By Imani Moise and Russell Gold
Dominion Energy Inc. has struck a deal to buy troubled energy company Scana Corp. in an all-stock transaction valued at about $7.66 billion and absorb some of the costs of Scana's failed South Carolina nuclear project.
Under the terms of the agreement announced Wednesday each Scana shareholder will receive roughly two-thirds of a Dominion share, or about $53.71 per share based on Dominion's Tuesday closing price. The Dominion price would represent a 28% premium from Scana's closing price on Tuesday. The companies said including debt the deal is worth about $14.6 billion.
Upon closing of the deal, the combined company will pay $1.3 billion to customers of Scana's South Carolina Electric & Gas Co. subsidiary, or about $1,000 per customer, to offset previous and future costs related to the withdrawal of operating licenses for the unfinished V.C. Summer nuclear reactors, which were pulled after the bankruptcy of nuclear project builder Westinghouse Electric Co.
The move comes more than a month after Scana said it would cover some of the construction costs from its failed nuclear plant project and roll back rates for its South Carolina utility customers, buckling under pressure from state regulators and consumer groups.
The South Carolina plant and a similar project being built in Georgia represented a next wave of nuclear construction in the U.S., using a new Westinghouse reactor design that was intended to curb the cost overruns that had plagued prior nuclear projects.
But both projects encountered massive cost overruns, which the utilities blamed on Westinghouse as well as contractors. Westinghouse parent Toshiba Corp. entered into settlement deals to pay utilities fixed sums and cap the liabilities associated with the beleaguered projects last year.
The Georgia project, an expansion of the Alwin W. Vogtle Electric Generating Plant being spearheaded by Southern Co., is still going forward despite costs that have ballooned to as much as $25 billion. It is the only remaining nuclear power plant under construction in the U.S., and would be the first built in the country in more than three decades.
Scana, based in Cayce, S.C., had collected more than $1 billion from customers to develop the plant before abandoning the project last summer. Since then the company has faced questions from local and federal political officials about when it knew the project was in trouble, and why it didn't take steps sooner to avoid cost overruns.
It was financially and politically hobbled by the failed attempt to build the South Carolina nuclear power plant. Facing investigations and legislative hearings, Scana's chairman and chief executive said last year that he would step down. The loss of political support for the company, which has roots going back 160 years in the region, damaged it and laid the groundwork for the sale.
South Carolina Gov. Henry McMaster called the proposed merger a step forward, but noted that it only addressed part of the political ramifications from the failed power plant, which also involved state-owned utility Santee Cooper.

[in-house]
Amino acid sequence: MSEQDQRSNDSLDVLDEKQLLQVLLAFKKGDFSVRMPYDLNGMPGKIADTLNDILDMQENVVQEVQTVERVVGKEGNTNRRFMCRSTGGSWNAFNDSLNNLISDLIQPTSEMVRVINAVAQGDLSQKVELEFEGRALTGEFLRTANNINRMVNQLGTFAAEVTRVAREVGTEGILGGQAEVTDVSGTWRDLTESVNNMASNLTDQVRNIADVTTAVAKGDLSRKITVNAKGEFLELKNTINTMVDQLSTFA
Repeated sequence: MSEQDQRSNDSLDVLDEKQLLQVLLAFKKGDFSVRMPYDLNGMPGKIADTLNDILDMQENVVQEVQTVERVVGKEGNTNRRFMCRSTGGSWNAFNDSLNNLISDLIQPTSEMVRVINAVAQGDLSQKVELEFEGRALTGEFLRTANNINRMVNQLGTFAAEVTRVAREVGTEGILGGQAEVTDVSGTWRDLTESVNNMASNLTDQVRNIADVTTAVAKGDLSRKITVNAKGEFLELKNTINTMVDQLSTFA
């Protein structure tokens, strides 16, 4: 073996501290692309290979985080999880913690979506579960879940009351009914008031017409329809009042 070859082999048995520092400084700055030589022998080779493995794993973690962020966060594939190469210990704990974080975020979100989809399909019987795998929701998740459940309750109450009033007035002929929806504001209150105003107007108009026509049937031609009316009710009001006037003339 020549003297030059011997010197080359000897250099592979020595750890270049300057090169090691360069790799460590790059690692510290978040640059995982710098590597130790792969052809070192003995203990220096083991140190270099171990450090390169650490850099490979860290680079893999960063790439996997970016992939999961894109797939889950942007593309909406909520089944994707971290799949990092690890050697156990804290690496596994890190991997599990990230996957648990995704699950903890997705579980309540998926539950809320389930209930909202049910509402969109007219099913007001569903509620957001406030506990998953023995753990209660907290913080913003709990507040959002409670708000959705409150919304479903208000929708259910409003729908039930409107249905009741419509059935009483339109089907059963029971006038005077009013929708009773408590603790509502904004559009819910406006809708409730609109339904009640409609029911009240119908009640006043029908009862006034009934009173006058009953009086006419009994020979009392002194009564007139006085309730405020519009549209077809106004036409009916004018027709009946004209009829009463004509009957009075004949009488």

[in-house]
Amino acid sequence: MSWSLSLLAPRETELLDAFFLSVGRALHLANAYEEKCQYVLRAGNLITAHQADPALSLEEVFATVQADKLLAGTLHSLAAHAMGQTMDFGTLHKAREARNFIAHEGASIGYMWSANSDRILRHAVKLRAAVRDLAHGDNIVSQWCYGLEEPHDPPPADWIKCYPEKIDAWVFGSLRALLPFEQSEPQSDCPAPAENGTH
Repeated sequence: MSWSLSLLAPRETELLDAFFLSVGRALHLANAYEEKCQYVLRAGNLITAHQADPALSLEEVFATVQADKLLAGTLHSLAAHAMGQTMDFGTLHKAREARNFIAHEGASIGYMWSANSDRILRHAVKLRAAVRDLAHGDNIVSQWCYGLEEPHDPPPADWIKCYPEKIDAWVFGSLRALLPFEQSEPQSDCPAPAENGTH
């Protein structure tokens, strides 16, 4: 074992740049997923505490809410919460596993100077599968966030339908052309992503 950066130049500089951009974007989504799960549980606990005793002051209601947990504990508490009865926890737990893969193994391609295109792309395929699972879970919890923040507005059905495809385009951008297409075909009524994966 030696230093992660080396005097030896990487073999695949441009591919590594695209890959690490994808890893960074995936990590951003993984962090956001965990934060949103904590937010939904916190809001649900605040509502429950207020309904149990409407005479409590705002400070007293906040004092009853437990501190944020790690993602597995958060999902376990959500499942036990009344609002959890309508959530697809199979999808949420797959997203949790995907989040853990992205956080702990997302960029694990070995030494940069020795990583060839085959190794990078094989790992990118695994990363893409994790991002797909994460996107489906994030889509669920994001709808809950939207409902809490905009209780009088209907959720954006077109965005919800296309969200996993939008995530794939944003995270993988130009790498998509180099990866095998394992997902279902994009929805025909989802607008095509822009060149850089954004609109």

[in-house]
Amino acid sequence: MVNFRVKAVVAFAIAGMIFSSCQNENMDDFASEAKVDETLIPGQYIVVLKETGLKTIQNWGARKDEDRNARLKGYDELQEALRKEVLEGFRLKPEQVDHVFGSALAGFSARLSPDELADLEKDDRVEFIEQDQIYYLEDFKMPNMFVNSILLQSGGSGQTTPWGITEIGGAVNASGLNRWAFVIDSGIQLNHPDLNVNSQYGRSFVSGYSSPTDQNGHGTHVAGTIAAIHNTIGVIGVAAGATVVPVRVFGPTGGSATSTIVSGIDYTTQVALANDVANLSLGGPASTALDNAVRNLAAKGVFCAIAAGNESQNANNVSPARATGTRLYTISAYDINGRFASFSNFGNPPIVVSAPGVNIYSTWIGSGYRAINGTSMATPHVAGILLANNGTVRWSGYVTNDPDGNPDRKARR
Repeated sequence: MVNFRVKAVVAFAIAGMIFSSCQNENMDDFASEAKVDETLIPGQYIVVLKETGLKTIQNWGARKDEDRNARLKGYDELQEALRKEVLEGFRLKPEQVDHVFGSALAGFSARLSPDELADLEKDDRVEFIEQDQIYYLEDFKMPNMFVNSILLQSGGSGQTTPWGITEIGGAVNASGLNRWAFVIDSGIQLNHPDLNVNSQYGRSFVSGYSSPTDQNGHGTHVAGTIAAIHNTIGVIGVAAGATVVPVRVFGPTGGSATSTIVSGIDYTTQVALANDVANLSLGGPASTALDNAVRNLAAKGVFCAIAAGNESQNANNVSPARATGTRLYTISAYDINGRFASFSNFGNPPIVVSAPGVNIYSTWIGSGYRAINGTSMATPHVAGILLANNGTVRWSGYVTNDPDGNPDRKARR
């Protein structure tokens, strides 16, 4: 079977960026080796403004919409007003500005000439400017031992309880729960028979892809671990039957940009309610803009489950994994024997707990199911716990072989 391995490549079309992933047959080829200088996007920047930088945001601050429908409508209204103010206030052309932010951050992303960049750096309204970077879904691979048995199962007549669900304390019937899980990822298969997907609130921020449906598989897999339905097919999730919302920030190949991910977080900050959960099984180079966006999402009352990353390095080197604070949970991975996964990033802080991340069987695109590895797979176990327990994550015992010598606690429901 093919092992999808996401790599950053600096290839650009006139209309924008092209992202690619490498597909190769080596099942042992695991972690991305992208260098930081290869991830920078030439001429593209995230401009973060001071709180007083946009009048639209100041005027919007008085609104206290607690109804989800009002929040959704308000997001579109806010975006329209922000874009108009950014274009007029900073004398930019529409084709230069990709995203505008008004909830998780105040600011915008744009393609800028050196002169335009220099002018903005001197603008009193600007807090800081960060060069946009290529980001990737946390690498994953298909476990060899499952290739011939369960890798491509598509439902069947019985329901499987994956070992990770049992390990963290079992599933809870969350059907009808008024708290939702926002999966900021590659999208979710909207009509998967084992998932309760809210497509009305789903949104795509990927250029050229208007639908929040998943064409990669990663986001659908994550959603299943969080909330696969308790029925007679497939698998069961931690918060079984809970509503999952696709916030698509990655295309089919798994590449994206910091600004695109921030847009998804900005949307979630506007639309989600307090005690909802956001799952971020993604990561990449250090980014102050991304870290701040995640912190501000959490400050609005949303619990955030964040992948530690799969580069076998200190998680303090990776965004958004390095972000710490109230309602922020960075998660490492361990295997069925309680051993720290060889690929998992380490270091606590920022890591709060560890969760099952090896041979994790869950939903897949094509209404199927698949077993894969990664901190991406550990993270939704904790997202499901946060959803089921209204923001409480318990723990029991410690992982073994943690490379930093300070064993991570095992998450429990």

"We are making progress. Under the proposed agreement between SCANA and Dominion Energy, SCE&G ratepayers will get most of the money back they paid for the nuclear reactors and will no longer face paying billions for this nuclear collapse," Mr. McMaster said. "But this doesn't resolve the issue. Over seven hundred thousand electric cooperative customers face the prospect of having their power bills sky rocket for decades to pay off Santee Cooper's $4 billion in debt from this. The only way to resolve this travesty is to sell Santee Cooper."
The companies said South Carolina Electric & Gas Co. residential customers will get a 5% rate reduction, equal to about $7 a month for the typical customer, compared with the 3.5% reduction proposed to appease regulators and frustrated customers last year.
Parts of these lower rates will come from savings due to the corporate tax cut in the recently enacted federal tax overhaul.
A South Carolina state official said last year that customers had already paid $1.4 billion for the plant, which comes to about 18% of a typical residential bill. This amount covers the financing cost amassed during construction over the past nine years. The full bill -- $10.4 billion -- was to be paid out over the next 50 years by South Carolina ratepayers. Dominion said it would pay off the cost of the abandoned nuclear project in 20 years.
Dominion Chief Executive Thomas Farrell said in prepared remarks that the company believed the proposal to be the largest utility customer cash refund in history.
Dominion said the deal, expected to close this year, would immediately boost earnings. The purchase helps the Richmond, Va.-based Dominion extend its reach in the eastern U.S.
Shares in Scana rose 24% to $48.26 in early trading, while Dominion shares fell 3.7% to $77.28.
Valerie Bauerlein contributed to this article.
Write to Imani Moise at email@example.com and Russell Gold at firstname.lastname@example.org
(END) Dow Jones Newswires
January 03, 2018 10:12 ET (15:12 GMT)